Chat Pile: God's Country Album Review

Chat Pile: God’s Country Album Review

Even as an instrumental trio, Chat Pile would absolutely slay. But Busch tips them into true greatness. He’s got it all: presence, personality, and the storytelling abilities of a seasoned horror director. Start with his arresting voice from him, which might mimic the authoritative bark of a cop with a grudge or the withered mewl of a basement-dwelling troll, eliciting not just discomfort but something approaching physical disgust. When he screams, which is often, it’s not just figuratively blood-curdling, it sounds literally curdled, like little globs of matter were detaching from the walls of his throat from him, gumming up the vowels as they tumbled out. When he expresses vulnerability, he has a tremulous, sputtering tone somewhere between Bobcat Goldthwait and Barney Gumble on a three-day bender; it’s the sound of a man unraveling from inside.

While there are topical themes in their music—“Slaughterhouse” exposes the brutality of industrialized meat production, and “Why” is a desperate plea of ​​sympathy for the unhoused—Chat Pile aren’t so much a political band as they are dystopian impressionists. “More than anything, we’re trying to capture the anxiety and fear of seeing the world fall apart,” says Stin. True to form, in song after song, Busch displays the awful magnetism of a street-corner ranter in a sandwich board. His subject matter of him can be chilling: In “Anywhere,” a gunshot rips through a moment of tranquility, leaving blood on the narrator’s face, brains on his shoes of him; in “Pamela,” a man seems to confess to drowning his son to get back at his wife. Seething like one of Henry Rollins’ angriest missives, “Tropical Beaches, Inc.” might be a businessman’s explosion of self-loathing. But the exact outlines of the songs’ narratives are rarely clear. Both captivated and repelled by Busch’s antiheroes, our sympathies drift uneasily across the rutted surface of the music, trying and failing to find a solid moral purchase.

What’s scariest is the path these songs travel as they return from garden-variety societal ills into a kind of free-associative chaos. “Wicked Puppet Dance” starts out like a cautionary tale about intravenous drugs, but by the second verse the paranoid narrator is meting out murder and arson, while the inscrutable chorus simply reels off a list of charged monosyllables, insistent as Nitzer Ebb and dripping with portent: “God’s/Eyes/Taste/Lips/Red/Phos/Death/Cum.” Likewise, “The Mask” begins as a short story told from the perspective of an armed robber, yet by the end, his howls are an inventory of “broken faces…/And jamming fingers/And goddamn dust in my eyes for the rest of my life,” a litany unintelligible to anyone not living in his own tortured mind. Even the closing “Grimace_Smoking_Weed.jpeg”—a nine-minute juggernaut about a guy so high he hallucinates the McDonald’s mascot in his bedroom—isn’t quite the lighthearted cannabis gag it might seem to be; deep down, it’s a harrowing existential nightmare, like a stoner-metal update of Suicidal Tendencies’ “Institutionalized,” toxic metals pooling at the bottom of his Pepsi.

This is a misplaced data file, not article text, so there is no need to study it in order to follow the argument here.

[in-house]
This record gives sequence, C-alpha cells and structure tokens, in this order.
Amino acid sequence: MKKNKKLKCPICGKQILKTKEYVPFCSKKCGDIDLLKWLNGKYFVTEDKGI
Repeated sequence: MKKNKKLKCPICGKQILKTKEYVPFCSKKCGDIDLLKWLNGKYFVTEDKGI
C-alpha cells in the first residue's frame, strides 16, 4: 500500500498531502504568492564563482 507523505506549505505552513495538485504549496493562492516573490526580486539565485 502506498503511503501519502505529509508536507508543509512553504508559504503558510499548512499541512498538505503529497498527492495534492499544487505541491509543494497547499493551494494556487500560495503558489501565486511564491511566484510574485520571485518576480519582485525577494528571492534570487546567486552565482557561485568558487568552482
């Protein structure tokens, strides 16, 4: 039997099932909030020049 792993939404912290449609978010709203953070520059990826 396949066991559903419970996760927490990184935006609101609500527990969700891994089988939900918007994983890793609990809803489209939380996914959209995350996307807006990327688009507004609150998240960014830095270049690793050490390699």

Songwriting from the villain’s perspective is nothing new—see hardcore, see country, see narcocorridos. To Chat Pile’s credit, even their most unsettling songs never feel exploitative. As slippery as their songwriting can be, there is no doubting the band’s ethical compass. The question at the heart of “Why” (“Why do people have to live outside?”) is an unequivocal indication of a system that relegates people to homelessness. The refrain of the dirge-like “Anywhere” (“It’s the sound of a fuckin’ gun/It’s the sound of your world collapsing”) ought to be looped at punishing volume outside NRA headquarters. Still, the question remains: Why would anyone want to listen to someone singing from the perspective of a child killer? Perhaps for the simplest of reasons: Because they are there. Chat Pile aren’t asking us to relate to these depraved characters, they are showing them to us because they are symptoms of a deeper rot.

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Chat Pile: God’s Country

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